Imported fresh fruits and vegetables from Mexico and other nations have increased greatly. Now, well over 50% of fresh fruit and nearly 50% of fresh vegetables American consumers eat come from foreign farms. They pay a fraction of the labor costs and, for the most part, don’t have the same regulations protecting the environment, workers, and food safety. 

Berry farmers in Whatcom County have been trying to get federal trade officials to take notice of Mexican importers skirting trade laws. It looks like this administration is going to take a serious look at imported food and take action to support domestic producers of fruits and vegetables. Since about 70% of the nation’s supply of frozen and processed raspberries come from local farms, as well as a substantial percentage of blueberries, this is promising news for local family farmers.

A recent report put together by the United States Trade Representative, Department of Commerce and the Department of Agriculture outlines a plan to address threats from imported fruits and vegetables.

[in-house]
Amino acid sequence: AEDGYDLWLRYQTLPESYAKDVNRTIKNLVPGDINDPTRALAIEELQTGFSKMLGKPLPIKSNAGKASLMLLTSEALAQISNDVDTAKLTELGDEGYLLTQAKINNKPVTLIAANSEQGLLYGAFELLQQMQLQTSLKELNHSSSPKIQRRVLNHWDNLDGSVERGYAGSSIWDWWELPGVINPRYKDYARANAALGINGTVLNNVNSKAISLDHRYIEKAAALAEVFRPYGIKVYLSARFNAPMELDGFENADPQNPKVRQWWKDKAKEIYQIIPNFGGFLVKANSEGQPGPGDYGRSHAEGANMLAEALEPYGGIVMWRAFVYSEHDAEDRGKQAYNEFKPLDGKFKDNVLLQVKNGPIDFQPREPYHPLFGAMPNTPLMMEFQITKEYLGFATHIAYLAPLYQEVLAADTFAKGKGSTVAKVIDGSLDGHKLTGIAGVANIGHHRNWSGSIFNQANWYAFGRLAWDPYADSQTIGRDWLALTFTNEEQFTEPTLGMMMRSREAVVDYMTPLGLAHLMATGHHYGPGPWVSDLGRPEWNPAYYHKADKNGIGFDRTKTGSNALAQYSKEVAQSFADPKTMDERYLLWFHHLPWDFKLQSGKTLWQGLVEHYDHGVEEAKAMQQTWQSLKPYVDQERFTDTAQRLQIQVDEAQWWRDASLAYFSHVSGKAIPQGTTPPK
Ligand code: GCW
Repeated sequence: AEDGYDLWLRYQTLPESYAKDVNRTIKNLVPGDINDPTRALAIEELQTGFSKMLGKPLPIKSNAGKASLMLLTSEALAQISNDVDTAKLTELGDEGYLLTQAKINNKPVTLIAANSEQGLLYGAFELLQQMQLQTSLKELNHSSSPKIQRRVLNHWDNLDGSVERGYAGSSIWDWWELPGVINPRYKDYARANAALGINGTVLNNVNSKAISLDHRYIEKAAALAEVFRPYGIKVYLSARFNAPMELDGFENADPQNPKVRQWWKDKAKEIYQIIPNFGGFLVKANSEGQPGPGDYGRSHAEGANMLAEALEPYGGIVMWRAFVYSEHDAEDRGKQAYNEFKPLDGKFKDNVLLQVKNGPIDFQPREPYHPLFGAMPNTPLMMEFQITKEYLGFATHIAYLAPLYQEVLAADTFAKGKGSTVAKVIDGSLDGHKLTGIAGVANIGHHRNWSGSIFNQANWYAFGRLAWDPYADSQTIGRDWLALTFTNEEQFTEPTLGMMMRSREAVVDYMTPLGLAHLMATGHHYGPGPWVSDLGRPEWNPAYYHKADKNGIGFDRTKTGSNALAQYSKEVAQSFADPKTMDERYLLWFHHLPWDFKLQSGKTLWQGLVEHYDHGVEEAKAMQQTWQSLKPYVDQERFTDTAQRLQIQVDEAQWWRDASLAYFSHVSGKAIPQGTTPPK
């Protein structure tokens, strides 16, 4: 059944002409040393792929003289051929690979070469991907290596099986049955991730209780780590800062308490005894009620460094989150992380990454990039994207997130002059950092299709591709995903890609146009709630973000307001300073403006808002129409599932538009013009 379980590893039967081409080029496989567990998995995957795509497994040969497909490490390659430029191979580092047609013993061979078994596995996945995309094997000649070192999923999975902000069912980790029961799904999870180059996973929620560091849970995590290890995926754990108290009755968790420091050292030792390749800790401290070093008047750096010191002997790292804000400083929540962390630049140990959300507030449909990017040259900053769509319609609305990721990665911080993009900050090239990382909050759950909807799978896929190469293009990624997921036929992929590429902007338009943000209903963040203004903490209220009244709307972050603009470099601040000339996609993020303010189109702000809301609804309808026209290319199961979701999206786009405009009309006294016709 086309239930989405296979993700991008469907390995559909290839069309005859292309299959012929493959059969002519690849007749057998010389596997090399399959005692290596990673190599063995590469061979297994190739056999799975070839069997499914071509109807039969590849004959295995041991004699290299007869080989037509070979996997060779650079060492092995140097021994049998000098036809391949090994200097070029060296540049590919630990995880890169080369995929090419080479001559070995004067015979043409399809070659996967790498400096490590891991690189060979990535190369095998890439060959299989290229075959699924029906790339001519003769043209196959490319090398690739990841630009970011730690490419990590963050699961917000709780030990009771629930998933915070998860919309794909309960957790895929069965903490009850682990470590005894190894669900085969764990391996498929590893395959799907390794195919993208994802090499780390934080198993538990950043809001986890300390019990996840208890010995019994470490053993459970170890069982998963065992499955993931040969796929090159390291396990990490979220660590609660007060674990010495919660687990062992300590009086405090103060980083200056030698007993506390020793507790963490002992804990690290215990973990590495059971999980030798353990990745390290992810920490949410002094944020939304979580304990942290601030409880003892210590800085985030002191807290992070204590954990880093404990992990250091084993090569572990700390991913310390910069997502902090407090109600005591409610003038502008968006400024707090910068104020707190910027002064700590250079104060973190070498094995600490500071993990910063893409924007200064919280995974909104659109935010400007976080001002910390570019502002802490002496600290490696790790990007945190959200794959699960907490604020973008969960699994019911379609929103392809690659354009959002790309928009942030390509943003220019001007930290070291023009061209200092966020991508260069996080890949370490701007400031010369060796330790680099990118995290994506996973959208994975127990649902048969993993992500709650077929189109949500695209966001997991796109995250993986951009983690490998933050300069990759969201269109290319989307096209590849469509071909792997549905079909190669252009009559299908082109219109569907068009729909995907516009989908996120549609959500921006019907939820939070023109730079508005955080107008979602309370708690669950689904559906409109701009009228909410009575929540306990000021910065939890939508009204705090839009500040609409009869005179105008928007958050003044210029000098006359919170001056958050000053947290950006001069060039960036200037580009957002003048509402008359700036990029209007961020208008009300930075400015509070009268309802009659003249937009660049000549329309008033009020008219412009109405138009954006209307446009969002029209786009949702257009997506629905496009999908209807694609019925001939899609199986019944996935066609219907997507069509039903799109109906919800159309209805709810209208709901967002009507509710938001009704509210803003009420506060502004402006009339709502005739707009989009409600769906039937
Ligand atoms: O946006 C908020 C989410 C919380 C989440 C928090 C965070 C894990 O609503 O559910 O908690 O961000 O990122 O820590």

It seems like the groups are recognizing the importance of U.S. grown fruits and vegetables. The report states:

Perishable fruit and vegetable producers face unique challenges because of the short window of time during which their produce retains the freshness that retailers and consumers demand. Given this narrow window of marketability, American fruit and vegetable producers’ profitability can be devastated when imports of a product surge immediately before or during the domestic growers’ marketing window for that product. This challenge is compounded when imported products are sold to the consumer at lower prices than the domestically grown produce, and particularly so if the import prices are significantly and artificially lower due to unfair trade practices. 

The plan aims to support fruit and vegetable farmers in the United States. This plan includes an investigation into the negative impacts of foreign imports on blueberry producers. 

The USTR will also work with the Department of Commerce and the Department of Agriculture to monitor seasonal and perishable fruits and vegetables and coordinate future investigations and trade actions. 

The whole report can be read here.